Resolving 'Permission denied for relation' Errors in PostgreSQL


Understanding the Error:

  • Databases: In the context of PostgreSQL, a database is a collection of tables, schemas, functions, and other objects that store and organize related data. You can think of it as a container for all your information.
  • PostgreSQL: This is a powerful open-source relational database management system (RDBMS) used for storing, managing, and retrieving data.
  • Privileges (Permissions): These are access controls that determine what a user (or role) can or cannot do with database objects like tables. They specify actions such as selecting, inserting, updating, or deleting data.

The Error Message:

When you encounter the "Permission denied for relation" error in PostgreSQL, it signifies that the user you're currently logged in as (or the role you're using) doesn't have the necessary privileges to perform the requested action on a specific table (the "relation" in the message).

Common Causes:

  1. Insufficient Privileges: The most likely reason is that you lack the required permissions on the table you're trying to access. For instance, you might not have permission to select data from the table (SELECT privilege), even though you might be able to see the table in the database.

  2. Incorrect User: You might be logged in as a user who doesn't have any permissions on the table at all. The table owner or a user with administrative privileges (like "postgres" by default) would typically have full access.

  3. Schema Issues: If the table resides in a specific schema (a logical grouping within a database), you might need privileges on both the schema and the table itself.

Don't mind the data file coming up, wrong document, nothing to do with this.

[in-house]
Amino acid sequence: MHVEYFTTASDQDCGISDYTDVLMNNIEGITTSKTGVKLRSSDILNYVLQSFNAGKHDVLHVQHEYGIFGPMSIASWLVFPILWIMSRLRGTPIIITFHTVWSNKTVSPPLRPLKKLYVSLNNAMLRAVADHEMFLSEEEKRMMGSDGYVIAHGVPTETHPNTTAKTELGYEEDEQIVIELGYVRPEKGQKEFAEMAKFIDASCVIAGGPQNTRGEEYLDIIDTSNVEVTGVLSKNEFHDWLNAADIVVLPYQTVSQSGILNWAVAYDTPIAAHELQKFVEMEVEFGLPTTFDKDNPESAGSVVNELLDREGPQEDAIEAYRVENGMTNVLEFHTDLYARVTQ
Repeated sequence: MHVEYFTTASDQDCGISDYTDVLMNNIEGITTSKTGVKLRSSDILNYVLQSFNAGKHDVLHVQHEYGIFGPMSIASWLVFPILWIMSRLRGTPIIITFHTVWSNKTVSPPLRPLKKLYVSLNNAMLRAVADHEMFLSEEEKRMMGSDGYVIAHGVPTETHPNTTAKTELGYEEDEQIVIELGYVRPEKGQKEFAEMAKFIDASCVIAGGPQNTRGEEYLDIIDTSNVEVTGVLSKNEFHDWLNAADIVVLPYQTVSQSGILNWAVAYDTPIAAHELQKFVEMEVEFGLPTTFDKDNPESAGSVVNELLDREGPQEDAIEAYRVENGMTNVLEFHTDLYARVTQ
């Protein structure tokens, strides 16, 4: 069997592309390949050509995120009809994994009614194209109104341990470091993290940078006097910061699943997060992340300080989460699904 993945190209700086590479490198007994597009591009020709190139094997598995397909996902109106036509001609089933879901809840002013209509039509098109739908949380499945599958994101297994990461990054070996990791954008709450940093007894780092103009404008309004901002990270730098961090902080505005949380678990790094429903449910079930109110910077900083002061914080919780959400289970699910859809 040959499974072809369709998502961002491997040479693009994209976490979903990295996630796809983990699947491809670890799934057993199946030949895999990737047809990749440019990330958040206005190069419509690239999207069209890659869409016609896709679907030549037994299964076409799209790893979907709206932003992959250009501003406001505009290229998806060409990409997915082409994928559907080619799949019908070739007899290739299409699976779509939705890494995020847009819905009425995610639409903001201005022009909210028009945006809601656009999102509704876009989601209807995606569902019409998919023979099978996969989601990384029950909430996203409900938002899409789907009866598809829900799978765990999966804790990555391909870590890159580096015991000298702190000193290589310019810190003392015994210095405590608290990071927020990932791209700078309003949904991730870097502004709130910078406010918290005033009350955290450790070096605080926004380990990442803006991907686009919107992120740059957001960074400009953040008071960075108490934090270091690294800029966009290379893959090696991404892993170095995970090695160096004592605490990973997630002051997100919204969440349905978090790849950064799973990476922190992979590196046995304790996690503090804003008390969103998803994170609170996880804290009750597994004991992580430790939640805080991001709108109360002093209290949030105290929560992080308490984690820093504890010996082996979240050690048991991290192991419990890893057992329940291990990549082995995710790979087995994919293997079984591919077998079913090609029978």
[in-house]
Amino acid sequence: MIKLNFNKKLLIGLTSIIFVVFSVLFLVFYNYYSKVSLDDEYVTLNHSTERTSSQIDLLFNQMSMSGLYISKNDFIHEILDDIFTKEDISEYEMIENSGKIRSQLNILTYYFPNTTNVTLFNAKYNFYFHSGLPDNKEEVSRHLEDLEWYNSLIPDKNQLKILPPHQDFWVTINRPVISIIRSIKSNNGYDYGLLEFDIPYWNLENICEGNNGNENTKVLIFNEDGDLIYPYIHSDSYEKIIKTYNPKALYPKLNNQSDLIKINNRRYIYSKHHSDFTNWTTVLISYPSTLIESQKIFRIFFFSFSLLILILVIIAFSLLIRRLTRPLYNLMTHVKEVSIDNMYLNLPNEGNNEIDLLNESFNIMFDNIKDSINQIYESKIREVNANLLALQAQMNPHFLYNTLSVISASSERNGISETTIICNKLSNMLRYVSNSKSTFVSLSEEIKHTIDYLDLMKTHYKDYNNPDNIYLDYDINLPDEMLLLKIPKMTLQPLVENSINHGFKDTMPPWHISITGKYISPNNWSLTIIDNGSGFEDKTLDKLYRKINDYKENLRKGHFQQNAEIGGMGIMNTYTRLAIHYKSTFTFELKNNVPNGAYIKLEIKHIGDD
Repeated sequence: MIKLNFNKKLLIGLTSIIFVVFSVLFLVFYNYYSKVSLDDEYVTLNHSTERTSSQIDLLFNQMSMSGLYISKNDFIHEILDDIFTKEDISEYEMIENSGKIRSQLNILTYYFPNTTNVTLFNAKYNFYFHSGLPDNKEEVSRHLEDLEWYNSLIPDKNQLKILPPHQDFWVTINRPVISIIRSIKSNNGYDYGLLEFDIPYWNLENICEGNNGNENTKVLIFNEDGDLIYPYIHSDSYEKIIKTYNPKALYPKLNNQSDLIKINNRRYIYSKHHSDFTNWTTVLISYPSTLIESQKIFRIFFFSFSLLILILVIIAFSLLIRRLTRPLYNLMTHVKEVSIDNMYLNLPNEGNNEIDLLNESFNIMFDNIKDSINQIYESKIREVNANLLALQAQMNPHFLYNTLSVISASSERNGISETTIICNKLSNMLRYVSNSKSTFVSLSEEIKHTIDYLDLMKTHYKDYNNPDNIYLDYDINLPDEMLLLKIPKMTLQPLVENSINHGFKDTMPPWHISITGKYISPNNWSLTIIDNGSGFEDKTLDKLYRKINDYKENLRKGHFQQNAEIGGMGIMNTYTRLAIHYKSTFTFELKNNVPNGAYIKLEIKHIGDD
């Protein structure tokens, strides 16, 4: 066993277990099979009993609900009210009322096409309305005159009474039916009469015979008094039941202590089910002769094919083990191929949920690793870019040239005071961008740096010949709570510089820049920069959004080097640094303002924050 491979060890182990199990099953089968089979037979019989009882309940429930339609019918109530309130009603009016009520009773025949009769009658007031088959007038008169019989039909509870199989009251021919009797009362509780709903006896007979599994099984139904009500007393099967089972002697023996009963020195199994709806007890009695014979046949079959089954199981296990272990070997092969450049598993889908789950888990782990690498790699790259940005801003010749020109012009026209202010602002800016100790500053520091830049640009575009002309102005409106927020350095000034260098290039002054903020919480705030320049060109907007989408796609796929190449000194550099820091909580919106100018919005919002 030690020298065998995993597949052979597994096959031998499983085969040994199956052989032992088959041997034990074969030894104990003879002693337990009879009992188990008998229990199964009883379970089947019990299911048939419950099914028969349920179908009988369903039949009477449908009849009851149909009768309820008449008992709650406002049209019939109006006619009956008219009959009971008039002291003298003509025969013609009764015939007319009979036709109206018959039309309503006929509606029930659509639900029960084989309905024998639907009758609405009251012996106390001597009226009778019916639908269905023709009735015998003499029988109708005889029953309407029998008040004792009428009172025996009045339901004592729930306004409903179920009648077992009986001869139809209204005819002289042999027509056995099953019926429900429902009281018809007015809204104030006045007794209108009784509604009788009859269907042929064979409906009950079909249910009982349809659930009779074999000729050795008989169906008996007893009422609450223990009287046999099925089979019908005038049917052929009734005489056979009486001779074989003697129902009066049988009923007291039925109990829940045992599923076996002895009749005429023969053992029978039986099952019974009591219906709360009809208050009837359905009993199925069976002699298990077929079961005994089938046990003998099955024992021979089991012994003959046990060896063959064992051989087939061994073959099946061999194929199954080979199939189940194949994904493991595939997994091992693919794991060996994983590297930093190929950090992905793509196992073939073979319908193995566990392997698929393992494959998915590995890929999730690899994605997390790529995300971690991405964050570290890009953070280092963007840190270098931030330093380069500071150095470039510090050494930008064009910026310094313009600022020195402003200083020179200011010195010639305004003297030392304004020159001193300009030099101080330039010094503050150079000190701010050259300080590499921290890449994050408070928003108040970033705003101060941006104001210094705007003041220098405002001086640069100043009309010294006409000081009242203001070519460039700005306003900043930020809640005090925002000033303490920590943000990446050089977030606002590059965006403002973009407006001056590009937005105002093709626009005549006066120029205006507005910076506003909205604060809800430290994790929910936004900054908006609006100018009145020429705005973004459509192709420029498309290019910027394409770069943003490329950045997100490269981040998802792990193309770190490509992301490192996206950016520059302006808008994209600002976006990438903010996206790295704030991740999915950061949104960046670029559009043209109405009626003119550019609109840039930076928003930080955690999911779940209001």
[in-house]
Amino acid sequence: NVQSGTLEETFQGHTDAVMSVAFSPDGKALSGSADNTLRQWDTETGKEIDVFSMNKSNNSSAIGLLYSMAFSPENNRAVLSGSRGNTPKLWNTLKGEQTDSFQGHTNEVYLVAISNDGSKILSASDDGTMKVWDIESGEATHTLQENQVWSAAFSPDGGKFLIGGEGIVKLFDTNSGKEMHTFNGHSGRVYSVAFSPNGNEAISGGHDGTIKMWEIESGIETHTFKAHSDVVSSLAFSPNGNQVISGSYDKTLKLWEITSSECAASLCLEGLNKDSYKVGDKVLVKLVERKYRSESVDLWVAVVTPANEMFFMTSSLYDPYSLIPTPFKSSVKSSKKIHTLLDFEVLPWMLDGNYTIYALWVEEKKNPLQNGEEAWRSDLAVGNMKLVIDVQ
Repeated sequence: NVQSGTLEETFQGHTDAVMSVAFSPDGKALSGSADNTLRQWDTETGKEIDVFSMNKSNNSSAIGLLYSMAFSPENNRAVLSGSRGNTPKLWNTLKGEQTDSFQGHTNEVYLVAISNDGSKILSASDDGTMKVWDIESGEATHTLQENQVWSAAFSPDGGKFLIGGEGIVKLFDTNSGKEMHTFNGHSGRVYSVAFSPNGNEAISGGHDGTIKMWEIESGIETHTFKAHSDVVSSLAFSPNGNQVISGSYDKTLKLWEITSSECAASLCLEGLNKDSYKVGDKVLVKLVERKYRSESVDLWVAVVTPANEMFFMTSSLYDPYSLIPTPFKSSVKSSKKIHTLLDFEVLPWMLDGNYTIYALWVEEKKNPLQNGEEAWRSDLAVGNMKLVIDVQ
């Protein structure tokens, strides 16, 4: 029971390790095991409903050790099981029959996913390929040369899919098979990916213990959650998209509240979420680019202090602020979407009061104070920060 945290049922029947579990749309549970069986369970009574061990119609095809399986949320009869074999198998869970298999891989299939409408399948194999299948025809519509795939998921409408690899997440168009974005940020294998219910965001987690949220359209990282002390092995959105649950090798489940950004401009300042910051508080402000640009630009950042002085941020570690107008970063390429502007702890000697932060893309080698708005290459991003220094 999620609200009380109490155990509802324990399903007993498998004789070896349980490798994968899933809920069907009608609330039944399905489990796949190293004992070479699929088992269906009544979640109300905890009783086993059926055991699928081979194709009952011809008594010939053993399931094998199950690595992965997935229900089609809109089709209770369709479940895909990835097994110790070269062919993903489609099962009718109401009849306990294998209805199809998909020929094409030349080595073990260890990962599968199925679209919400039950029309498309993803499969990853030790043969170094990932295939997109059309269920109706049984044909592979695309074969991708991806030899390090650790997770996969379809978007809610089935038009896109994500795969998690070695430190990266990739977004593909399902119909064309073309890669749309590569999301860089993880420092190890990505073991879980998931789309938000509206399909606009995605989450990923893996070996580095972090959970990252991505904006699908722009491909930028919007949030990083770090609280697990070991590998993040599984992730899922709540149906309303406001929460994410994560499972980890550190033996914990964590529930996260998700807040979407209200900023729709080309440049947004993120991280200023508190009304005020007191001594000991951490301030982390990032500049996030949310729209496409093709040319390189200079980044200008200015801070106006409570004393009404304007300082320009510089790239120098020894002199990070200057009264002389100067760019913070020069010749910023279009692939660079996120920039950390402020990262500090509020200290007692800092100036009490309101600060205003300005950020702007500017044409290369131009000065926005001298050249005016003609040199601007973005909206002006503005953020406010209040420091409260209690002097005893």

Resolving the Error:

  1. Verify User and Privileges:

    • Check which user you're currently logged in as with the \whoami command in psql (the PostgreSQL command-line tool).
    • Use the \dp command to view the table's owner and your current privileges.
  2. Grant Privileges:

    • If you need access, the table owner or a user with administrative privileges can grant you the appropriate permissions using the GRANT command. For example, to grant SELECT privilege:
    GRANT SELECT ON table_name TO your_username;

    You can grant more comprehensive permissions like UPDATE, DELETE, or ALL PRIVILEGES as needed.

Additional Considerations:

  • Default Privileges: You can set default privileges for new tables using the ALTER DEFAULT PRIVILEGES command, specifying who can access them by default.
  • Roles: In PostgreSQL, roles (like groups) can be used to manage user permissions more efficiently. You can grant privileges to roles and then assign users to those roles.

Checking Current User and Privileges:

# Check currently logged-in user

# View table details and privileges (replace "your_table" with the actual table name)
\dp your_table;

This will output information about the table owner and the permissions granted to your current user (or role).

Granting SELECT Permission: